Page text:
19. The Binding of Isaac has released in several different versions across a staggering number of gaming devices over the years. Now, it is making the leap from digital to physical with The Binding of Isaac: Four Souls. Edmund McMillen, the developer behind The Binding of Isaac, launched the project on Kickstarter with the help of Studio 71. The game found itself fully funded in only an hour and a half. It currently sits at about $865,000, more than 17 times the base cost of creating the game. It seems like Four Souls plays somewhat like a darker, more competitive version of Munchkin. Up to four players take turns fighting monsters and gaining treasure. Occasionally, boss monsters will be pulled and players who defeat them will harvest their soul. The first player to reach four souls wins the game. Of course, other players can help or hinder the defeat of a monster, so while cooperation might dominate the early game, the final soul will be a truly tricky prize to obtain. Optional rules add in bonus souls for players who are able to save up enough money or horde enough items. McMillen stated that the game ideas came to him and to an extent some of the cards and systems are still in flux. He's been trying as best he can to translate the varied mechanics from The Binding of Isaac into a card game, no small task for a game that has seen expansion after expansion that have kept fans coming back over the past seven years. "It was really fun to take a well known item or monster from the game and think up ways to convey stuff like, How could I show that the carrion queen takes damage when you hit her butt?" said McMillen, "Or how could I represent the rng aspects of cursed floors or troll bombs only using a deck of cards?" At least part of the answer to that question seems to have involved creating a large number of cards to represent the various monsters and mechanics of the digital game. The Four Souls comes with several hundred cards, with additional character and ability cards unlocking as reward tiers are passed and backer challenges are completed. One of the most recent challenges involves nine people finishing the first boss on camera while blindfolded. Those who back the game at $35 or higher can receive an expansion pack bonus of 68 cards, pushing the number of cards close to 400. Don't forget to sign up for Extra Life to help sick and injured kids in hospitals around the US and Canada by playing games! View full article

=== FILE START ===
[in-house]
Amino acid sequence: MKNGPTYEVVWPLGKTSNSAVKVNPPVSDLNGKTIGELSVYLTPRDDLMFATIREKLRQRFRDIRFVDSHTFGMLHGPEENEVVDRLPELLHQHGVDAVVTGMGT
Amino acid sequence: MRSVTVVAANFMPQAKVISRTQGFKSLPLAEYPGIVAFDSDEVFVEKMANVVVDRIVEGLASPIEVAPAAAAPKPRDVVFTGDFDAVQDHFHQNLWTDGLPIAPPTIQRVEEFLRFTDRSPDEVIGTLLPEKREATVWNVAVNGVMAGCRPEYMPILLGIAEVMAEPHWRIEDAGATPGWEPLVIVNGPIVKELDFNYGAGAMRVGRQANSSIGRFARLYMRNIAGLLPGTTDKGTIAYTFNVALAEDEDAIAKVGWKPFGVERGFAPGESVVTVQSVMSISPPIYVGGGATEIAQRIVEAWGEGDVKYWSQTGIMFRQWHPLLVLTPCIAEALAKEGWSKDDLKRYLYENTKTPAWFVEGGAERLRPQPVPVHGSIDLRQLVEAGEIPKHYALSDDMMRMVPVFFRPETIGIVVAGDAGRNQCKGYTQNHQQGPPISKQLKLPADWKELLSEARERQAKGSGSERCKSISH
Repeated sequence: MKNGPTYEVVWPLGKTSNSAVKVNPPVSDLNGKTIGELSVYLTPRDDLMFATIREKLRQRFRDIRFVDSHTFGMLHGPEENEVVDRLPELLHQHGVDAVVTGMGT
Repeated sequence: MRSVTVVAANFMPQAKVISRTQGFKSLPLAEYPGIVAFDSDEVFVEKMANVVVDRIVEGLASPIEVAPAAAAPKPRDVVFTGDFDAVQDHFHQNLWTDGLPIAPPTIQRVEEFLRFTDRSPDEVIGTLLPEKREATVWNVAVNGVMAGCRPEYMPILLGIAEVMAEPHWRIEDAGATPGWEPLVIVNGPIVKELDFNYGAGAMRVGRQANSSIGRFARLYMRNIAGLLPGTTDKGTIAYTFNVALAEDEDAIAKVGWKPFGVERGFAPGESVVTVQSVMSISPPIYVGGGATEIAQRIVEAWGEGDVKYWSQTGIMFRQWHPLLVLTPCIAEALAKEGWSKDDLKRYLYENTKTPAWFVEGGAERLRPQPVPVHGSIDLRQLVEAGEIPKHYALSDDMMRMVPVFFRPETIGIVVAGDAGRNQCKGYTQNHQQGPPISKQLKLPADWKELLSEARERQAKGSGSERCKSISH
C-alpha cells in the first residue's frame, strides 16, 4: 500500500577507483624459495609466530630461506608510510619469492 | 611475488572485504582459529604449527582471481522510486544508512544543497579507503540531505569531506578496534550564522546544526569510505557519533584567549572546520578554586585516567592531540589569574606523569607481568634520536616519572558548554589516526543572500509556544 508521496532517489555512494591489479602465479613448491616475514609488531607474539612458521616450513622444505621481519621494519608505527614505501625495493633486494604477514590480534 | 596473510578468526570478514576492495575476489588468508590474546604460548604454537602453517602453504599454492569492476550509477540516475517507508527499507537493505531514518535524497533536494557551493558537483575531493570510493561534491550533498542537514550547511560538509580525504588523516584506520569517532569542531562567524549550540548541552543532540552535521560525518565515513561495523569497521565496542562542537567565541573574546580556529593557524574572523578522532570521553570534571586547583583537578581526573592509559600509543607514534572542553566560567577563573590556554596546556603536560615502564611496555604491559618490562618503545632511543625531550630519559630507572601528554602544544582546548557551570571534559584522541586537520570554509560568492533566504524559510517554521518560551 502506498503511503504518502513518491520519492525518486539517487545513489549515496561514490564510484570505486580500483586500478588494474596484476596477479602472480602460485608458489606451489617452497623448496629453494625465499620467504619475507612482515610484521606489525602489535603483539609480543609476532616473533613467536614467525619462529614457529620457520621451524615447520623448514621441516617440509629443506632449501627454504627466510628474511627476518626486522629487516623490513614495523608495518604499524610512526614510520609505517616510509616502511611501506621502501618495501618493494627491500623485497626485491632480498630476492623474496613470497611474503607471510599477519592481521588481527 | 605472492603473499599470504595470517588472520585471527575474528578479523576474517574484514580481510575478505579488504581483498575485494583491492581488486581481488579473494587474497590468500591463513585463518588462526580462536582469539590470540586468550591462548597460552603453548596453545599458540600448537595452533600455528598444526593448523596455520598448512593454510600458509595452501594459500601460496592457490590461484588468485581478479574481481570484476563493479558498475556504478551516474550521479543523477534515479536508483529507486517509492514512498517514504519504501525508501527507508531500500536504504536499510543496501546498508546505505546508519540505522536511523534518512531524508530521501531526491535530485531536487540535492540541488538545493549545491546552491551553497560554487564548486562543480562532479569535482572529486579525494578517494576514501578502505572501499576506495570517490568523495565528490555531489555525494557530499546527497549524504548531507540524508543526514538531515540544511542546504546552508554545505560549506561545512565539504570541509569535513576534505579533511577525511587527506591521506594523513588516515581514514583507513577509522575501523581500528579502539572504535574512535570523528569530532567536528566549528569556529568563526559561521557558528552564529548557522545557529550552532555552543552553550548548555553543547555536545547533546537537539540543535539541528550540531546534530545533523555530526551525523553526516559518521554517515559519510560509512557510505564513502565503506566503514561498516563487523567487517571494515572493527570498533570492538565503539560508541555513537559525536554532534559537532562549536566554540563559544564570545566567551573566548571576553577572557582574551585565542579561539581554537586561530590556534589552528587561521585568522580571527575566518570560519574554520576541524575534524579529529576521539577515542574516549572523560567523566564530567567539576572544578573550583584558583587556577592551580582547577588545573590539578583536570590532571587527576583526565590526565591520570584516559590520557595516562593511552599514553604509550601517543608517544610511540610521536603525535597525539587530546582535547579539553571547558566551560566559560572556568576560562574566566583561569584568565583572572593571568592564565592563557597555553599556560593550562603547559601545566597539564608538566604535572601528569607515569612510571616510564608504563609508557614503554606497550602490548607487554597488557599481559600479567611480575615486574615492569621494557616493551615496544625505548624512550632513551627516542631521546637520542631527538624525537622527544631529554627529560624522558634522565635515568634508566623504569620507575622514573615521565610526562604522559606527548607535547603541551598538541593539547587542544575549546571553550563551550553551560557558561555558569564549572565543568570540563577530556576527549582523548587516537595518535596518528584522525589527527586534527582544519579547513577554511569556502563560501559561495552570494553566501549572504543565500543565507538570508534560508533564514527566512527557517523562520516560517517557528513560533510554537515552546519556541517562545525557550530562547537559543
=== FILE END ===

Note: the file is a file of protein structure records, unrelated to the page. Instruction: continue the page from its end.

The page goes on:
20. If Dan Smith isn't a name you know in video games, you should fix that mistake as soon as possible. At 18 years old, Smith won a BAFTA in 2016 for his work on a game called SPECTRUM, a solo project he had been working on since age 15. Ripstone Games saw the potential in Smith's game and offered him the backing necessary to fully flesh out the title that earned him such a prestigious award. Now, two years later, SPECTRUM has been renamed The Spectrum Retreat, fleshed out with puzzles, and given a more concrete narrative. With an impending release in a matter of weeks, I sat down with Smith to talk about and play his first commercial video game. The Spectrum Retreat has something of an odd story premise. Without giving too much away, players wake up in the spacious and immaculately ordered Penrose Hotel. Slowly explore the surrounding area reveals that it's a vast complex, empty save for a number of very polite robots that handle the day-to-day maintenance of the facility. However, no matter what you do, the robotic refuse to let you leave the hotel. As this reality begins to sink in, someone contacts you over the phone, a woman who seems to know that something is going on, something bad. She begins giving instructions on how to escape. Unfortunately, the easy way out becomes impassable and she guides you to a restricted area blocked off by color coded force fields. It's here that the puzzle-solving truly begins. The core conceit of The Spectrum Retreat, based on the mechanics from SPECTRUM, revolves around color. Players are able to absorb a color and use it to walk through barriers of that color and then swap it out for a different color. It's a simple mechanic, Smith even said it was one of the first puzzle concepts he learned when he dove into programming, but it's one that has fascinated him enough to build an entire game around the complex puzzles that can be constructed with it in mind. I saw the color swapping create bridges over chasms, walls, and can easily imagine that the uses only become more complicated as crazier geometry and gating mechanisms combine in future puzzles. The opening levels slowly introduce new twists in how space and the color mechanics can be used to create more elaborate scenarios in a slow, accessible way. The goal, according to Smith, was to make a tutorial that didn't feel like a tutorial, with players discovering how to proceed on their own. This approach certainly worked for me; I enjoyed the dopamine tickle across my brain as I discovered new ways to overcome each challenge. A large part of what makes The Spectrum Retreat so interesting is how the color mechanic works with the non-euclidean space of its world, an unnerving aspect of the hotel that carries over into the puzzles. Sometimes dropping down a hole will bring you back to the beginning of a level, but it could also bring you to an almost identical version of the level with a story hint or clue to the puzzle. Certain hallways repeat endlessly, but how sure can you be that its not part of the puzzle when you turn back and find yourself in a new location? Combine this uncertainty with more concrete areas that feature maze-like layouts and the potential for some truly stimulating scenarios becomes apparent. After the demo areas were completed, my character had to return to the hotel to "keep up appearances." However, Smith told me that as the game progresses, the comforting art deco world of the Penrose Hotel will begin to merge with the strange, sterile puzzle rooms, creating an unnerving sense of dislocation. He said that the overall theme of the game would be one that grapples with the downsides of escapism, how we can run so far away from our problems that the methods used to run can actually create far more issues with which we eventually need to grapple. The Spectrum Retreat launches on July 10 for the PlayStation 4 and on July 13 for Xbox One and PC. A version for the Nintendo Switch will launch later this summer. Don't forget to sign up for Extra Life to help sick and injured kids in hospitals around the US and Canada by playing games! View full article